David Jones, who has written four books on the Greenspan Fed, said as long as Greenspan, who turns 77 next month, stays healthy, he may well stay on as chairman until Jan. 31, 2006, the date his 14-year term as a Fed board member expires. Current law makes him ineligible for another term on the board.

‘The administration is distracted by the war right now, and next year Bush will be up for re-election,’ Jones said.

‘I am betting that Greenspan will end up being asked to serve out his current term and then stay on for a year or two longer so that his replacement can be picked at the beginning of the next presidential term,’ he said.

Greenspan’s tough talk on tax cuts raises speculation about his future.

Shuttle investigation continues in factory

SPACE CENTER, Houston

The board investigating the Columbia disaster toured the Louisiana plant Saturday where the shuttle’s external fuel tank was built, while searchers scouring the mountains of New Mexico – west of where any debris has been found so far – were coming up empty.

Investigators also revealed that two more Columbia control jets, making at least four in all, continued to fire in a desperate attempt to stabilize the shuttle during its final minutes.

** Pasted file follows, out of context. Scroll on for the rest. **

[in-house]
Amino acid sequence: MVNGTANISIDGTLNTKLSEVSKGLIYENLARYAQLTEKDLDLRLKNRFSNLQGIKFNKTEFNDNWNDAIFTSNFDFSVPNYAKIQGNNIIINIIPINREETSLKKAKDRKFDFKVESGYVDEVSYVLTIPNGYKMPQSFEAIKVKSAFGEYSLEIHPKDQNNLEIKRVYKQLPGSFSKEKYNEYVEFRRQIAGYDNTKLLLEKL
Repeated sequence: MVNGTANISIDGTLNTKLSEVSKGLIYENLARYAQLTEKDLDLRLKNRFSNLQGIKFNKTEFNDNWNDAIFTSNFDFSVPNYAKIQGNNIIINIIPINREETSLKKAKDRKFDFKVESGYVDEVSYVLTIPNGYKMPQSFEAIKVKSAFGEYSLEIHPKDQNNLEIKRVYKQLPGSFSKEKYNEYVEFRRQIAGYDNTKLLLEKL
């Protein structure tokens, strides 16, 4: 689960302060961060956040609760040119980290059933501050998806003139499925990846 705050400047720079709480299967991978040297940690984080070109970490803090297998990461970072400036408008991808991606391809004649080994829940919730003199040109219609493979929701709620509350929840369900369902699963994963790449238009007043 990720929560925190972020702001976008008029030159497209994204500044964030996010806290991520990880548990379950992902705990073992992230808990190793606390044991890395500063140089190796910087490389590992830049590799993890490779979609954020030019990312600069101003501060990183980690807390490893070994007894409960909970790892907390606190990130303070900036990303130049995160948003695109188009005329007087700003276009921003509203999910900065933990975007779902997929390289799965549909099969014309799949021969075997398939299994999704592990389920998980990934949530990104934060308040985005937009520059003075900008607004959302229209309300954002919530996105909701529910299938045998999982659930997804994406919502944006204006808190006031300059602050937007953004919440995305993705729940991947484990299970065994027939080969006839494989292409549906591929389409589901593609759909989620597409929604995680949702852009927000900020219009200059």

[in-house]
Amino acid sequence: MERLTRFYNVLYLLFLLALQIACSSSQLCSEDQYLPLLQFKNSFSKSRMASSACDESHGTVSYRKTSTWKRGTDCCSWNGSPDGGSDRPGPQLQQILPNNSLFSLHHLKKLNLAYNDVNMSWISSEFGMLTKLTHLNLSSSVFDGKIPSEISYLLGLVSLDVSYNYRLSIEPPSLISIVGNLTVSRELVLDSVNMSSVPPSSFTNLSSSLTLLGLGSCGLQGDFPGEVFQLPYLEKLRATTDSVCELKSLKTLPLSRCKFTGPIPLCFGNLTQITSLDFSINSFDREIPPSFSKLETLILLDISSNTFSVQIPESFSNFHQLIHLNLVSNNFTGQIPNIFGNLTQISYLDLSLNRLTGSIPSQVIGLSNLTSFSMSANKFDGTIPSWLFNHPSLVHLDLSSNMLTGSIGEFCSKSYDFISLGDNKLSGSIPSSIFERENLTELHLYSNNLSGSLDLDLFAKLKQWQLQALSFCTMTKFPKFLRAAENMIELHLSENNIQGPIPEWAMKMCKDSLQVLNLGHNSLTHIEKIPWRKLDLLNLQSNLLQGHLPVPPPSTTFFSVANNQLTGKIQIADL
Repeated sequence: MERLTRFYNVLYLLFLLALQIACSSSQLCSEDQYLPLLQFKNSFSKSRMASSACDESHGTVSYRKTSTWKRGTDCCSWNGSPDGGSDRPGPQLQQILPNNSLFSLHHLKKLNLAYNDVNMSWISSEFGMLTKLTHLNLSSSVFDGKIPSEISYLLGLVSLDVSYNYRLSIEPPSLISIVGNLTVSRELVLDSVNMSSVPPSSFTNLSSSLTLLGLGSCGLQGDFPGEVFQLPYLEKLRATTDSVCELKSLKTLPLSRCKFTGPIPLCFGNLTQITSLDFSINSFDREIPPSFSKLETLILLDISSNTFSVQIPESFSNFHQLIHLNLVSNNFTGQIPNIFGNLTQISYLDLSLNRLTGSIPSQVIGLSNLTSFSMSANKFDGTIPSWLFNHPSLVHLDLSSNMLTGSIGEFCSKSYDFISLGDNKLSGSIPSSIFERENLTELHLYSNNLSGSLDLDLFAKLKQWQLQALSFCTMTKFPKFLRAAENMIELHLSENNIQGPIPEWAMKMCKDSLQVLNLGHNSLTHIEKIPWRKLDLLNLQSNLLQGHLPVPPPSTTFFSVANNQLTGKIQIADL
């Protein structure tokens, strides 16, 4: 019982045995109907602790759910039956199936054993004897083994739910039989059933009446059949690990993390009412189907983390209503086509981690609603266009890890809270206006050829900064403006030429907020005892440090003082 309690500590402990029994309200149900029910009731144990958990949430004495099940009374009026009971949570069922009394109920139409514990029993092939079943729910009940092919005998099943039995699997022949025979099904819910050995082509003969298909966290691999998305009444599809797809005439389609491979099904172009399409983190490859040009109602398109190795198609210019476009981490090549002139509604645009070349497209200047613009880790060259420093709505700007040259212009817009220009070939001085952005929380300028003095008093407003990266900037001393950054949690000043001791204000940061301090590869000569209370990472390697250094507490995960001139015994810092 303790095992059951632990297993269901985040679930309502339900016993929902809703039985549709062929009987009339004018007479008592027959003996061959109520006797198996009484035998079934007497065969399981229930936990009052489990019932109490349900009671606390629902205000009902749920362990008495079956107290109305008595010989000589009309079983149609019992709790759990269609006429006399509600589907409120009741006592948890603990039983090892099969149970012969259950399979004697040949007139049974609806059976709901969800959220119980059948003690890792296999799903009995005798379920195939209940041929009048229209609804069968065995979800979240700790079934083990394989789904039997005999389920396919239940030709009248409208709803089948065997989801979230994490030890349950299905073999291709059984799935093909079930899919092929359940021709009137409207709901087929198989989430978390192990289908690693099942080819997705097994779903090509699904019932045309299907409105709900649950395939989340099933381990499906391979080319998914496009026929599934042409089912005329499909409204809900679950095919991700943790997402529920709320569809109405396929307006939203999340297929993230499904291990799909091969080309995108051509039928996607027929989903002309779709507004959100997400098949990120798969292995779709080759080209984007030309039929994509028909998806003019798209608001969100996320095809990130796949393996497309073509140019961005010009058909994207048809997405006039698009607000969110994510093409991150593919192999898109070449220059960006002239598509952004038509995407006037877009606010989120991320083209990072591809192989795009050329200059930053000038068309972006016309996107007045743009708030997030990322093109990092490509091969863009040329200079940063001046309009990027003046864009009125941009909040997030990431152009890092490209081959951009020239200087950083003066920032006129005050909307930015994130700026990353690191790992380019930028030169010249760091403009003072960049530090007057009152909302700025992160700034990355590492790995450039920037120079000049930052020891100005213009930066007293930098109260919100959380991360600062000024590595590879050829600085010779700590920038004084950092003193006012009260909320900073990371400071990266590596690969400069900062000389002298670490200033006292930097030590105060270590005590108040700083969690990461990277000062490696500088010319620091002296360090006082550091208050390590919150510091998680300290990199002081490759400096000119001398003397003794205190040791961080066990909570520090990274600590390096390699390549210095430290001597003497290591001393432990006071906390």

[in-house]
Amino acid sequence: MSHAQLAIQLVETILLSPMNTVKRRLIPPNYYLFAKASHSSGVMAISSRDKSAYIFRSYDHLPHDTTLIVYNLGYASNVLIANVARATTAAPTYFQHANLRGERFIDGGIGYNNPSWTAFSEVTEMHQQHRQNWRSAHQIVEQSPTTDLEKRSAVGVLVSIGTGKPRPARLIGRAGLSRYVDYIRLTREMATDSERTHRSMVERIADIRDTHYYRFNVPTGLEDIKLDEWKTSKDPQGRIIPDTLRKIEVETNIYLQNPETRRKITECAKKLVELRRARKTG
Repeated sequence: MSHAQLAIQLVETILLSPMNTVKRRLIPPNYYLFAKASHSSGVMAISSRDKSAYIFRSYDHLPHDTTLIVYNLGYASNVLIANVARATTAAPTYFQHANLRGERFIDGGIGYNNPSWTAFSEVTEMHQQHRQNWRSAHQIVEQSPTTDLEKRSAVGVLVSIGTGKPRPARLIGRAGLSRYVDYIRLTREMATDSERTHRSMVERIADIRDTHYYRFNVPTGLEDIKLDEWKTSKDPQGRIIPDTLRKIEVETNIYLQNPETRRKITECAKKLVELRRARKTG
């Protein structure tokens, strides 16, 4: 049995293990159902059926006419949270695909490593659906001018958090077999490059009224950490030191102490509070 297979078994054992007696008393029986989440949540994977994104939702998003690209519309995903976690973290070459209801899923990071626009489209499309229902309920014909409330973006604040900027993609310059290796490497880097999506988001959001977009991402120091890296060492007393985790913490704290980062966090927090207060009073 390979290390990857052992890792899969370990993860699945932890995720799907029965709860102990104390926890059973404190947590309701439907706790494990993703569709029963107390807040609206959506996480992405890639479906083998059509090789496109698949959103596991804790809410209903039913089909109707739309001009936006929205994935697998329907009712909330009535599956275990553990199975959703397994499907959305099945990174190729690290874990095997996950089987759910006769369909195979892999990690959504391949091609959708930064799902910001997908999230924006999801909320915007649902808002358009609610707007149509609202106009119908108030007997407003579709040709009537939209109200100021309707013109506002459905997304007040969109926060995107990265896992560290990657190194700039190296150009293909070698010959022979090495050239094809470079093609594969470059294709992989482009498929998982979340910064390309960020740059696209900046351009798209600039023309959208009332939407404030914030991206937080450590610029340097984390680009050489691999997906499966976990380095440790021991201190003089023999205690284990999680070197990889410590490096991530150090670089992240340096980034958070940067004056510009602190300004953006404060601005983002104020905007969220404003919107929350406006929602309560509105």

The jets fire when flaps on the shuttle’s wings and tail are inadequate to control any abnormal motions encountered at supersonic speeds. The information was coaxed from the final 32 seconds of ragged data sent from Columbia as it was breaking apart, investigators said.

The last voice communication from the shuttle’s seven astronauts came as Columbia streaked across New Mexico during re-entry on Feb. 1 before breaking apart about two minutes later.

People near New Mexico’s Sandia Mountains, east of Albuquerque, reported hearing a whooshing sound, said Peter Olson, a spokesman for the New Mexico Department of Public Safety. He said there also was radar evidence that debris could have fallen there, but he didn’t have details.

About 140 searchers concentrated Saturday on a rugged, two-square-mile area of Embudito Canyon, walking a few feet apart. Nothing was found as teams began wrapping up by afternoon; one picked up a small disc of melted metal that was later identified as part of a beer can. Two helicopters from White Sands Missile Range that criss-crossed the area also came up empty – except for a sardine can.

The Embudito Canyon search was expected to last only a day, but NASA could search elsewhere in the state, officials said.

A tile found about 20 miles west of Fort Worth, Texas, was the farthest point west of any debris found so far, Adm. Harold Gehman Jr., who is heading the now 10-member investigation board, said Saturday.

Most of the debris has been found in East Texas, where rain hampered the search again Saturday.